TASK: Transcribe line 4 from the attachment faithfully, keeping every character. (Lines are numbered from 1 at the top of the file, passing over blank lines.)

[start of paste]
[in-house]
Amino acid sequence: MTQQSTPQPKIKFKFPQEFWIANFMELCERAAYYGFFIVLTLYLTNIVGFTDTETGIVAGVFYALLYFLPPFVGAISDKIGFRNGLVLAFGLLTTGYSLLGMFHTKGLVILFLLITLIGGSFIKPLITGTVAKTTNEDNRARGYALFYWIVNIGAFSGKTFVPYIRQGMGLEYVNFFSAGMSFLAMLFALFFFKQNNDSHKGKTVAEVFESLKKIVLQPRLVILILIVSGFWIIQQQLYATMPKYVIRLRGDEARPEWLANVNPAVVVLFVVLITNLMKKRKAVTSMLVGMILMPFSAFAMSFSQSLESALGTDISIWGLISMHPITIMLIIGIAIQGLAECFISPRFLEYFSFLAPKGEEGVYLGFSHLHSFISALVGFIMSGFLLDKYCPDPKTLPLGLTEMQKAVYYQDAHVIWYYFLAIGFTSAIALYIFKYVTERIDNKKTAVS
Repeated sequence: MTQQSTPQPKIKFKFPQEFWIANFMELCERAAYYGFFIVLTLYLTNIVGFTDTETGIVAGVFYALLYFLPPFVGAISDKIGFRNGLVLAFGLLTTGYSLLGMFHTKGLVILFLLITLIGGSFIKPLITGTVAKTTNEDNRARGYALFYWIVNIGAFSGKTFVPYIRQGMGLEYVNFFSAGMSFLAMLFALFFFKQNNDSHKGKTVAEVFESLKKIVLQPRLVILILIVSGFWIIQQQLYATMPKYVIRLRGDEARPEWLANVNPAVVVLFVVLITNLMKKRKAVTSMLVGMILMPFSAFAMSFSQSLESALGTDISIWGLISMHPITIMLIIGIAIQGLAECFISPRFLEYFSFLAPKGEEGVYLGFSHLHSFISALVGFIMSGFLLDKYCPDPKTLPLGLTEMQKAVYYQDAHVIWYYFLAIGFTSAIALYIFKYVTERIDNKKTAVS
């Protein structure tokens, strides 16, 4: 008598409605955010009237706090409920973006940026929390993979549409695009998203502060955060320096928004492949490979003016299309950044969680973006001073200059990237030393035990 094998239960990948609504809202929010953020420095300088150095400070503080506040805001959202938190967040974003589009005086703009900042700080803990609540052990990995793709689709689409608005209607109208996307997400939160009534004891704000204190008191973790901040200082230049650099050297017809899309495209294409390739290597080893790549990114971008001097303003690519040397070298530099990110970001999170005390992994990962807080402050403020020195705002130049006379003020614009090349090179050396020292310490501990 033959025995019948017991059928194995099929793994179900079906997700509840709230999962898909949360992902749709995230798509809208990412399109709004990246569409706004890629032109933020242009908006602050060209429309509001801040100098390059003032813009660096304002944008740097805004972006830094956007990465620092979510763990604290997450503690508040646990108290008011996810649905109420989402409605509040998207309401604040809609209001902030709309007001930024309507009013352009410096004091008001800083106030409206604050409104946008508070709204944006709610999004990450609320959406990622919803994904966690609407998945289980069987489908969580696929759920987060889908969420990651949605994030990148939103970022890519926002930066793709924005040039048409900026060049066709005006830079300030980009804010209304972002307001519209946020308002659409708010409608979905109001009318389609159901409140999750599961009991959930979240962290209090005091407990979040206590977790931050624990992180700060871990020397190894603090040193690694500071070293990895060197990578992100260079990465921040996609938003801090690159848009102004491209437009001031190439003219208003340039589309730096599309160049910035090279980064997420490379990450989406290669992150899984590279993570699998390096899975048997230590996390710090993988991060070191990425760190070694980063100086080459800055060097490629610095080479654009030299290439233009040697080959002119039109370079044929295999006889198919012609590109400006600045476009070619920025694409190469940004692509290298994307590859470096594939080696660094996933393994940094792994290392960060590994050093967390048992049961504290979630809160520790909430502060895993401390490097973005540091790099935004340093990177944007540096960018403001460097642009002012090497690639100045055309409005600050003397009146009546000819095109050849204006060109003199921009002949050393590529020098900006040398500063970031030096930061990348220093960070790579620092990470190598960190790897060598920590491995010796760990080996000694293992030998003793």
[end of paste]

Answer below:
């Protein structure tokens, strides 16, 4: 008598409605955010009237706090409920973006940026929390993979549409695009998203502060955060320096928004492949490979003016299309950044969680973006001073200059990237030393035990 094998239960990948609504809202929010953020420095300088150095400070503080506040805001959202938190967040974003589009005086703009900042700080803990609540052990990995793709689709689409608005209607109208996307997400939160009534004891704000204190008191973790901040200082230049650099050297017809899309495209294409390739290597080893790549990114971008001097303003690519040397070298530099990110970001999170005390992994990962807080402050403020020195705002130049006379003020614009090349090179050396020292310490501990 033959025995019948017991059928194995099929793994179900079906997700509840709230999962898909949360992902749709995230798509809208990412399109709004990246569409706004890629032109933020242009908006602050060209429309509001801040100098390059003032813009660096304002944008740097805004972006830094956007990465620092979510763990604290997450503690508040646990108290008011996810649905109420989402409605509040998207309401604040809609209001902030709309007001930024309507009013352009410096004091008001800083106030409206604050409104946008508070709204944006709610999004990450609320959406990622919803994904966690609407998945289980069987489908969580696929759920987060889908969420990651949605994030990148939103970022890519926002930066793709924005040039048409900026060049066709005006830079300030980009804010209304972002307001519209946020308002659409708010409608979905109001009318389609159901409140999750599961009991959930979240962290209090005091407990979040206590977790931050624990992180700060871990020397190894603090040193690694500071070293990895060197990578992100260079990465921040996609938003801090690159848009102004491209437009001031190439003219208003340039589309730096599309160049910035090279980064997420490379990450989406290669992150899984590279993570699998390096899975048997230590996390710090993988991060070191990425760190070694980063100086080459800055060097490629610095080479654009030299290439233009040697080959002119039109370079044929295999006889198919012609590109400006600045476009070619920025694409190469940004692509290298994307590859470096594939080696660094996933393994940094792994290392960060590994050093967390048992049961504290979630809160520790909430502060895993401390490097973005540091790099935004340093990177944007540096960018403001460097642009002012090497690639100045055309409005600050003397009146009546000819095109050849204006060109003199921009002949050393590529020098900006040398500063970031030096930061990348220093960070790579620092990470190598960190790897060598920590491995010796760990080996000694293992030998003793």